Thursday, September 25, 2014

Nuns on the bus, in jail, and on the street...

A new book out this month features profiles of ten American women religious whom many of us would consider worthy of celebrity status. If Nuns Ruled the World: Ten Sisters on a Mission (Open Road Media, 2014) is the title of this latest work by journalist Jo Piazza whose previous output includes Celebrity Inc.: How Famous People Make Money and a novel, Love Rehab. According to her website, Piazza has reported for the New York Daily News, the New York Times, New York ,Glamour, CNN, Fox News, The Daily Beast and Slate. She is currently a contributor to the Wall Street Journal and

For those who might be tempted to ask what anyone who has made a name for herself on the celebrity beat would know about nuns, Piazza also has a masters degree in Religious Studies from New York University, in addition to her degree in Journalism from the prestigious program at Columbia University. Her thesis, combining her interests, was on the ways nuns use social media. And she went to an all-girls Catholic high school.

In an article about her book in Religious Dispatches, Piazza acknowledges the incongruity of the situation and explains why she wrote her book: "...For a good portion of my career I covered the entertainment industry and celebrities. One of my goals here was to elevate the incredible work of the nuns so that we will consume their stories as hungrily as we consume content about celebrities....Nuns are the true embodiment of the way that Christians believe Jesus Christ wanted us to live. They are right there fighting on the frontlines of social justice for the people who live at the margins of our society. They rarely get banner headlines or magazine covers or even recognition from their male peers, but they do it anyway..."

The nuns featured in this book are household names to most of us who consider ourselves progressive Catholics. They include "Nun on the Bus" and Executive Director of NETWORK, Sr. Simone Campbell, Sr. Jeannine Gramick who, together with Fr. Robert Nugent, founded New Ways Ministry to encourage a more LGBT-friendly approach in the Catholic Church, Sr. Megan Rice, an 84 year-old nun who is presently serving time for her role in the 2012 "Transform Now Plowshares" action at the Y-12 National Security Complex in Oak Ridge, Tennessee, Sr. Donna Quinn, a leader of the National Coalition of American Nuns and supporter of reproductive freedom, Sr. Joan Dawber, Executive Director of LifeWay Network which provides shelter and assistance to victims of human trafficking, Sr. Dianna Ortiz, who was abducted and tortured by the Guatemalan military while serving as a missionary in that country and later went on to found the Torture Abolition and Survivors Support Coalition International, Sr. Maureen Fiedler, host and executive producer of Interfaith Voices and advocate for women's equality in the Catholic Church, Sr. Tesa Fitzgerald, executive director of Hour Children which helps incarcerated and formerly incarcerated women and their families, Sr. Madonna Buder, the "Iron Nun" who in 2012 became the overall Ironman world record holder in age at age 82, and Sr. Nora Nash, director of corporate social responsibility for the Sisters of St. Francis and member of the shareholder advocacy group, Partners for the Common Good.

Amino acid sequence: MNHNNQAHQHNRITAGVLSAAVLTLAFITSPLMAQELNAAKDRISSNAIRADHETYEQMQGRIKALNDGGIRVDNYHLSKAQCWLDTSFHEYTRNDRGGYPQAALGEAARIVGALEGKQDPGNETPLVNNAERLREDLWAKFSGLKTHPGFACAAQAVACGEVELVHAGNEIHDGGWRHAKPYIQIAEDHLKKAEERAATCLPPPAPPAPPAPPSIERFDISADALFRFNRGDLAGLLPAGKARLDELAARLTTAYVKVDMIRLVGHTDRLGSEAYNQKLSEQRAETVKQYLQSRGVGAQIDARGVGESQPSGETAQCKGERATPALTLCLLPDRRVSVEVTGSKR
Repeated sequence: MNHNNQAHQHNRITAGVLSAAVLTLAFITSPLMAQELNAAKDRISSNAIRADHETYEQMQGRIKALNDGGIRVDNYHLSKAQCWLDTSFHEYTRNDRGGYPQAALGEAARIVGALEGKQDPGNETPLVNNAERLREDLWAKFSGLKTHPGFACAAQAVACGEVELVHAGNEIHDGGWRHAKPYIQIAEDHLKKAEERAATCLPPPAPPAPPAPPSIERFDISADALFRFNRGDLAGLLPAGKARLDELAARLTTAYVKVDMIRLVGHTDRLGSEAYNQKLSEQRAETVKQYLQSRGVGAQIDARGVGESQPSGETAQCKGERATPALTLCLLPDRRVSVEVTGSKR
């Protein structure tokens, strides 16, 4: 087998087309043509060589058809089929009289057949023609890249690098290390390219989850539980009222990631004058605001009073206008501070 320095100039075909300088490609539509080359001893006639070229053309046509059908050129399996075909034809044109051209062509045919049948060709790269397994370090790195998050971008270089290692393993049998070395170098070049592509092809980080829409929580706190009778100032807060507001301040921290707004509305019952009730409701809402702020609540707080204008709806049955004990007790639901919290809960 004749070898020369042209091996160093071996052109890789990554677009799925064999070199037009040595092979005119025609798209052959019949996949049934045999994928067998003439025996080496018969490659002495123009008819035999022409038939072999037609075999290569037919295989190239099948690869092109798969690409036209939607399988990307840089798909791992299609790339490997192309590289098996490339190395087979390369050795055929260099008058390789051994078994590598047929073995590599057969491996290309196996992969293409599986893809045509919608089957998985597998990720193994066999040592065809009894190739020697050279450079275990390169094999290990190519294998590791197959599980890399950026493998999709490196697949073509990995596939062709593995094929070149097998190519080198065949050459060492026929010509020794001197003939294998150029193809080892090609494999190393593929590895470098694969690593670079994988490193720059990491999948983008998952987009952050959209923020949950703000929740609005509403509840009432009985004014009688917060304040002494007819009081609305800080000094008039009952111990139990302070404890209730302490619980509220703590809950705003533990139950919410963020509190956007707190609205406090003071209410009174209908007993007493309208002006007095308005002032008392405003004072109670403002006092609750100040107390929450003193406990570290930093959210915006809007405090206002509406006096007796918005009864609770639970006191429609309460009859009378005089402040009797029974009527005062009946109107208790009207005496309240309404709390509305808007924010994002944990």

All of these sisters, Piazza says, "helped me find gratitude for all of the incredible things I have, and to take time out every day to feel thankful." Describing herself as agnostic, she adds "I may not believe in God, but I do believe in nuns."

1 comment:

  1. Just read Piazza's book and posted on it too! Inspiring stories that demonstrate where the real leadership in the church is to be found.